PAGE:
Bible as Literature Lecture 3: Exodus, Leviticus, Numbers, Deuteronomy, Joshua, Judges, 1&2
If Genesis ends with the death of Joseph, the first 7 verses of Exodus, chapter 1, establish a link,
a transition between the two books of the Torah. A brief nod to Jacob and his sons is recounted,
and Joseph’s death is reiterated. This technique is called resumptive repetition. It differs from an
envelope structure that frames a block of narrative, because it literally repeats a phrase, like
“And Joseph died.”
This signals the continuation in Exodus which then quickly contrasts the finality of death with
God’s earlier command to “be fruitful and multiply.”
This second book lays a foundation for the
rest of the Bible, consisting of two major sections: chapters 1-15 and 16-40. Moses becomes the
central hero, as the law giver, the man who delivers Israel from bondage.
strategy addresses the two stage plot of liberation and Covenant. It concerns the physical and
spiritual birth of Israel.
We move from the domestic, moral and psychological realism of the Patriarchal cycle to a more
stylized scheme of the hero. We will note elements of folk tales: the birth of Moses, his status in
Egypt as a princely figure, his flight to a foreign land, eventual calling, and confrontation with
It is also a character study of Moses as a chosen, though often reluctant national leader.
Like Abraham, he is dispatched to a land that is unknown to him, the land promised to Abraham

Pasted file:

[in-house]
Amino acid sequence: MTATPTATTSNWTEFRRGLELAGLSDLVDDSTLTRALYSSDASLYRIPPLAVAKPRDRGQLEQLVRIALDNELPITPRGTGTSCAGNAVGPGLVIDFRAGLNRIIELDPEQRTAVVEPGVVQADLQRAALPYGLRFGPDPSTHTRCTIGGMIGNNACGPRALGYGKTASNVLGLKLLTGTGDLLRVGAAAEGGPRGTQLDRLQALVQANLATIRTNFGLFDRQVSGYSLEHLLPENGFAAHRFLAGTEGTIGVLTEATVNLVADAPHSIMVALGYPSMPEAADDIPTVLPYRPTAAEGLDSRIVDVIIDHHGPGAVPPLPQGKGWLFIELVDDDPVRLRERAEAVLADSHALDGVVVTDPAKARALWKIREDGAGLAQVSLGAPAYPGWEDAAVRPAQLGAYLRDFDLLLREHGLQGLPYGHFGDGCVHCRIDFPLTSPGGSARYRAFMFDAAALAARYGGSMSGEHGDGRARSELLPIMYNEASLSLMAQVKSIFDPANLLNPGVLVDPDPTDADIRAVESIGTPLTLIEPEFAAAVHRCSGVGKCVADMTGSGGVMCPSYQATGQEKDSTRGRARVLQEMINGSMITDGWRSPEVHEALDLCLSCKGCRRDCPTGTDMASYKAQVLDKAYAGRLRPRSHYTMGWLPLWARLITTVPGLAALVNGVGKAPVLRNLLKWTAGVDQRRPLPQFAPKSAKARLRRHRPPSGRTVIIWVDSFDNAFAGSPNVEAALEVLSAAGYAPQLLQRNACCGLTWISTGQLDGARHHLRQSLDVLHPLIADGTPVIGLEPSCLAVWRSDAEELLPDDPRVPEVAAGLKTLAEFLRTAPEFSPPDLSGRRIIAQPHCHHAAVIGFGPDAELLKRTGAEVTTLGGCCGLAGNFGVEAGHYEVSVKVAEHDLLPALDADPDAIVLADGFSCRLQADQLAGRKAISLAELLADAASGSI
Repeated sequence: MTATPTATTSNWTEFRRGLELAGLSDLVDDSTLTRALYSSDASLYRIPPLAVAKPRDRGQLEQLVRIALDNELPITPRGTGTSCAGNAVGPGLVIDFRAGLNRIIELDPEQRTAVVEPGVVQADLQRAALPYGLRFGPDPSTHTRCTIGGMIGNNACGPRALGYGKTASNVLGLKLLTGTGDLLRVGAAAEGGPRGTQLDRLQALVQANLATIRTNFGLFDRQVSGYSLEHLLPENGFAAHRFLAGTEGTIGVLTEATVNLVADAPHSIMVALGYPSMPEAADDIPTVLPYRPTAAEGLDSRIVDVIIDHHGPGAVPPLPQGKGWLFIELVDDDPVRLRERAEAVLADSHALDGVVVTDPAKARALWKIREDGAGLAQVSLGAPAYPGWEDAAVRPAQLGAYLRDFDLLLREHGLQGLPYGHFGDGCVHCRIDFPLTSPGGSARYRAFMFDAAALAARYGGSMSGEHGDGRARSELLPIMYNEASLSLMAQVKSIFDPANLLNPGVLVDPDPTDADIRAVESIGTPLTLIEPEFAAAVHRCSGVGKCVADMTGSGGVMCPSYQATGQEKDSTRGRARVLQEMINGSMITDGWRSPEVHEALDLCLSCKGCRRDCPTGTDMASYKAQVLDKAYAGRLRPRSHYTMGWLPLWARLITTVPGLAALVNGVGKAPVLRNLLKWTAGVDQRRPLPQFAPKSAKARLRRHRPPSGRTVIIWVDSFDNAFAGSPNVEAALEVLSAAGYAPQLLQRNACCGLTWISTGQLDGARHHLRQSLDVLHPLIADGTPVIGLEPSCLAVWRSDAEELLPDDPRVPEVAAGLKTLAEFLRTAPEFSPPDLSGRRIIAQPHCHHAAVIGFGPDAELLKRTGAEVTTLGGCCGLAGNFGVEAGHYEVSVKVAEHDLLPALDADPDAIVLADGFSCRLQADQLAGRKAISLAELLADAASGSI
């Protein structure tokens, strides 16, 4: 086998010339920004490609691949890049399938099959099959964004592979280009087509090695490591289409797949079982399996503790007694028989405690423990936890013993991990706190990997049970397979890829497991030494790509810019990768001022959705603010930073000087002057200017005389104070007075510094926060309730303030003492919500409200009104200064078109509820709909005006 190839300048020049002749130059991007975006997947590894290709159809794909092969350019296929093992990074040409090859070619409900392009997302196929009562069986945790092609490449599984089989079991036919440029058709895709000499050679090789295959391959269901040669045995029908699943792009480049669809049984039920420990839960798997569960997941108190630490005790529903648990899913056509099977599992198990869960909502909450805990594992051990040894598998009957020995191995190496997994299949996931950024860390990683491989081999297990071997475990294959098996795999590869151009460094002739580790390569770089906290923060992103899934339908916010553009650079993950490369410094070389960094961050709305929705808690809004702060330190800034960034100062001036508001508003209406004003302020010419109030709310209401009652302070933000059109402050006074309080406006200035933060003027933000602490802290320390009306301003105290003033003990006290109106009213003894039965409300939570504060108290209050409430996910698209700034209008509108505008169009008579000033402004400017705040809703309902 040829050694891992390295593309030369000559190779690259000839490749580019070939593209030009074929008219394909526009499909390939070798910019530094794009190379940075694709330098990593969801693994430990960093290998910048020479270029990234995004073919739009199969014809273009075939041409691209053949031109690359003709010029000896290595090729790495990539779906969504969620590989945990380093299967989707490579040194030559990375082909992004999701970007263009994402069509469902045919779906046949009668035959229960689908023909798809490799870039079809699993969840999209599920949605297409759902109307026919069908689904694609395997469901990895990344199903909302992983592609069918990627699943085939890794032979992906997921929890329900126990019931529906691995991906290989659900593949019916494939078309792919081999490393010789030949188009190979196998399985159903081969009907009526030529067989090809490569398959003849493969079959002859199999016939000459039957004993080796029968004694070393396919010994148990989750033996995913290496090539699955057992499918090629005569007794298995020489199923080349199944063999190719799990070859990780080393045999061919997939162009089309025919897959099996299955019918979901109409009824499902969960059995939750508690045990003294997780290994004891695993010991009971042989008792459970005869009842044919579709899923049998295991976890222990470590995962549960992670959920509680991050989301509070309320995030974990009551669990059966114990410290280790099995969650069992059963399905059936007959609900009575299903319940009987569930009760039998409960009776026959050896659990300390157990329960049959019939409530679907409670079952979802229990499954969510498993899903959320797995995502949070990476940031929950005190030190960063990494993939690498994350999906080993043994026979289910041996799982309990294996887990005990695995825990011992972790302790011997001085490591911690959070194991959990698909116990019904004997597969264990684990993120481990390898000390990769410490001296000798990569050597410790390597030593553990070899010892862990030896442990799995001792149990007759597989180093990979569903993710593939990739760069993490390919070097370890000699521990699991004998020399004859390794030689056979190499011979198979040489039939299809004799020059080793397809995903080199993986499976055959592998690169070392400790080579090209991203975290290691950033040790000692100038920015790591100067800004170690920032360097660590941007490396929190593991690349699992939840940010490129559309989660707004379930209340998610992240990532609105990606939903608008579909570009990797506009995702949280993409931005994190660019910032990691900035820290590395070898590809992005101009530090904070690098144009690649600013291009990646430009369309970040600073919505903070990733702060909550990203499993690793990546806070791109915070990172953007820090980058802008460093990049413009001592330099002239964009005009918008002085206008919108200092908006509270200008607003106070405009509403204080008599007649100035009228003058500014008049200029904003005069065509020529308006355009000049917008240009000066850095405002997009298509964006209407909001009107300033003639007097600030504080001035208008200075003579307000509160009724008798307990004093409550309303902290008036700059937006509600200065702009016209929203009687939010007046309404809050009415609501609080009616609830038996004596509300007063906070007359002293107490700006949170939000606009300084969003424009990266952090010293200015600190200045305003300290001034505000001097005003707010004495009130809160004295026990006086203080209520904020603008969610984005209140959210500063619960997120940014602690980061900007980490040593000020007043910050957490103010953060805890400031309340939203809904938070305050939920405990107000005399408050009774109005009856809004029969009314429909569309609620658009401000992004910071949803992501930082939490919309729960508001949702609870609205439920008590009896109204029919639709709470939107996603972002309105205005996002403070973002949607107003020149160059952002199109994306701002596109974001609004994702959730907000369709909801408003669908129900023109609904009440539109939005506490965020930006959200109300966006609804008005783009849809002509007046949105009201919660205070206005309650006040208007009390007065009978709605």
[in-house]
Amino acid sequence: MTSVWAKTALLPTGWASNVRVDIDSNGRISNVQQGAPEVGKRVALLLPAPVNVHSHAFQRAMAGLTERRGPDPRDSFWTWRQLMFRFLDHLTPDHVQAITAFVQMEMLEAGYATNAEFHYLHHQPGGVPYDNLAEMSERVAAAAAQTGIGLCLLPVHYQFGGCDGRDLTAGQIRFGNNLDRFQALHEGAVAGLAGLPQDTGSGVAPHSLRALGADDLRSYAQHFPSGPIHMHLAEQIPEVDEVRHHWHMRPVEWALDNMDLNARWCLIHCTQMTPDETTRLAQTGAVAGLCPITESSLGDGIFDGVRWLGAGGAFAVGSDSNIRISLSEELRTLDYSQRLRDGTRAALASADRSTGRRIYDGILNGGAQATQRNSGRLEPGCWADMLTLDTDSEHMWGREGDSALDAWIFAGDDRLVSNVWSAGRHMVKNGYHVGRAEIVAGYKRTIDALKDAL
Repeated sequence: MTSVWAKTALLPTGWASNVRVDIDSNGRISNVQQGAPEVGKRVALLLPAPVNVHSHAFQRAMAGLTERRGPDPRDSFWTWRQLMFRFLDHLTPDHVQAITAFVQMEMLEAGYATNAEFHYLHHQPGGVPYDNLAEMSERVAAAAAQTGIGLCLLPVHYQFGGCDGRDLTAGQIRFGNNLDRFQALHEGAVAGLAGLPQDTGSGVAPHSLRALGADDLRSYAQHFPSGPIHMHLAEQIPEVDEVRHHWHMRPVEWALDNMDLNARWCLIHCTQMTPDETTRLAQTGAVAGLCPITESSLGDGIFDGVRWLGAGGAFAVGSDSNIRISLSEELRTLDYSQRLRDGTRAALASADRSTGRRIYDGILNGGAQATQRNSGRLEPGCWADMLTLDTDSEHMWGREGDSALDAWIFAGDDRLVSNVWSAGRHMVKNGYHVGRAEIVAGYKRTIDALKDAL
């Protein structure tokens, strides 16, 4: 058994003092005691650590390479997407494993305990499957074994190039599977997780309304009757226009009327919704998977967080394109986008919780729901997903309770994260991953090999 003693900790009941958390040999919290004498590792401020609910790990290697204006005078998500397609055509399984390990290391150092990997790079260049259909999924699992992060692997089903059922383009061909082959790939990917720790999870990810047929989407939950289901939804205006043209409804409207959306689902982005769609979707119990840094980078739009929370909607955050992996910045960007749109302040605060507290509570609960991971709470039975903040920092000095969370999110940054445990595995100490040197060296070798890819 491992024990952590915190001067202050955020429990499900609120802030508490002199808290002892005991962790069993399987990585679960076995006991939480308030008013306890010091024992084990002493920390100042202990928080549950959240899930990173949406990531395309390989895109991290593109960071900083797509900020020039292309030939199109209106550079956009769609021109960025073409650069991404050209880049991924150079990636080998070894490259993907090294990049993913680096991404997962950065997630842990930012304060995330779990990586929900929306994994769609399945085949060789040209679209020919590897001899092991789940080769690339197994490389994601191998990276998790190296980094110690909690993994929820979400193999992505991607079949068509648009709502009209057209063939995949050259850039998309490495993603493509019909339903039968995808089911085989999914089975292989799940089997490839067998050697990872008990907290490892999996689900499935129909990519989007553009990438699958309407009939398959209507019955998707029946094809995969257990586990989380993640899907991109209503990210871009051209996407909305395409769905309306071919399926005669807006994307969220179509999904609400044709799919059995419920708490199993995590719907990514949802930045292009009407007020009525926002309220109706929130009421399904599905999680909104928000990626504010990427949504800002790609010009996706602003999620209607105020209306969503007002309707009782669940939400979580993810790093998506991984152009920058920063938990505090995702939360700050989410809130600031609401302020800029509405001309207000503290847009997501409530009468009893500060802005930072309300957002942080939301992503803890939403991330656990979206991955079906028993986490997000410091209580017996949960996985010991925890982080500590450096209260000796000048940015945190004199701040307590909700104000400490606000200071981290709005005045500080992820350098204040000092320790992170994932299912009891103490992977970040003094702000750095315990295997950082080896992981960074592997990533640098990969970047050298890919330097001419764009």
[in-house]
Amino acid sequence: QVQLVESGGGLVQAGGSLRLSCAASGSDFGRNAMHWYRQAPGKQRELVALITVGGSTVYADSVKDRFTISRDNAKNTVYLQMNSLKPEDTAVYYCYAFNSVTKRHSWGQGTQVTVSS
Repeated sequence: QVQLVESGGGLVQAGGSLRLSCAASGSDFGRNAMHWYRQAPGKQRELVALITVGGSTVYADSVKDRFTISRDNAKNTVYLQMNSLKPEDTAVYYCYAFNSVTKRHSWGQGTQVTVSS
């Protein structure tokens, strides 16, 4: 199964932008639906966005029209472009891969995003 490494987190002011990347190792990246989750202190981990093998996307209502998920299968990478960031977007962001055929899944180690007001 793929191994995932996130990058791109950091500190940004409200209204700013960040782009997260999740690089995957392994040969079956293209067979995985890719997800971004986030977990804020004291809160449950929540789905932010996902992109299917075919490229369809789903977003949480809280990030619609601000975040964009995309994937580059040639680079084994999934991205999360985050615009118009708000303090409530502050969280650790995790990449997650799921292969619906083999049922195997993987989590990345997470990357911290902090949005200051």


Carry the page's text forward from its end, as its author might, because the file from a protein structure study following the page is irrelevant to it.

and his descendants. Like Abraham he is bound to a sense of justice, however, unlike his
forefather, he has a quick temper, feelings of inadequacy, and moments of circumspection whose
lapse of total confidence in God’s commands, prohibits him from entering the Promised Land.
God’s dynamic in Exodus changes considerably from Genesis as well. Contrasting parallels
between the unseen, all powerful and abstract God
in Exodus contrasts the occasional glimpse of
God walking in the garden of Eden; the focus on individual characters and families now shifts to
the surge of Hebrews in Egypt. The literature too evolves and achieves more developed prose
and poetry, and the familiar theme of barrenness in the matriarchs as a barrier, subsumes in
different kinds of barriers, such as architecture (the instructions for the tabernacle) and physical
barriers (the Red/reed Sea).
Chapter 2 presents an allusion to the flood story in Moses’ journey to safety in a basket. It also
suggests a foreshadowing of the parting of the sea (yam suf). Interestingly, baby Moses weeps—
a distinction that occurs here only once in the Bible, where the verb is otherwise reserved for
We can observe the character of Moses, the hero, the deliverer, with greater
psychological realism. What is the nature of his reluctance to speak? Why does he falter? What is